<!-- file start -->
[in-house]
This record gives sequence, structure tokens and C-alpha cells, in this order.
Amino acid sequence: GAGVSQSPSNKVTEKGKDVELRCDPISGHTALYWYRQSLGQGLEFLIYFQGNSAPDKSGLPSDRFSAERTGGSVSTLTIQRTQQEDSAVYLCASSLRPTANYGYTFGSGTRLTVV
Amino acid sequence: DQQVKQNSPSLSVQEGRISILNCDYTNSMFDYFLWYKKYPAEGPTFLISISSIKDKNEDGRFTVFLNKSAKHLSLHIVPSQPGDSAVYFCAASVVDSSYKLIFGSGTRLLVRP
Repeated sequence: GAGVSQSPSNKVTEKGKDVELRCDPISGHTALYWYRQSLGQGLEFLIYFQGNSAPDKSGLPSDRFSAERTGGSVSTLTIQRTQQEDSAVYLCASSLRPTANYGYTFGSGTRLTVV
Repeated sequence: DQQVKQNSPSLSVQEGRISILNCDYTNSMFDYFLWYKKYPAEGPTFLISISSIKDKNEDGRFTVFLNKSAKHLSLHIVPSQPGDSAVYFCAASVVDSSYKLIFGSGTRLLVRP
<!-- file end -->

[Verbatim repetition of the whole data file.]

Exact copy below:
[in-house]
This record gives sequence, structure tokens and C-alpha cells, in this order.
Amino acid sequence: GAGVSQSPSNKVTEKGKDVELRCDPISGHTALYWYRQSLGQGLEFLIYFQGNSAPDKSGLPSDRFSAERTGGSVSTLTIQRTQQEDSAVYLCASSLRPTANYGYTFGSGTRLTVV
Amino acid sequence: DQQVKQNSPSLSVQEGRISILNCDYTNSMFDYFLWYKKYPAEGPTFLISISSIKDKNEDGRFTVFLNKSAKHLSLHIVPSQPGDSAVYFCAASVVDSSYKLIFGSGTRLLVRP
Repeated sequence: GAGVSQSPSNKVTEKGKDVELRCDPISGHTALYWYRQSLGQGLEFLIYFQGNSAPDKSGLPSDRFSAERTGGSVSTLTIQRTQQEDSAVYLCASSLRPTANYGYTFGSGTRLTVV
Repeated sequence: DQQVKQNSPSLSVQEGRISILNCDYTNSMFDYFLWYKKYPAEGPTFLISISSIKDKNEDGRFTVFLNKSAKHLSLHIVPSQPGDSAVYFCAASVVDSSYKLIFGSGTRLLVRP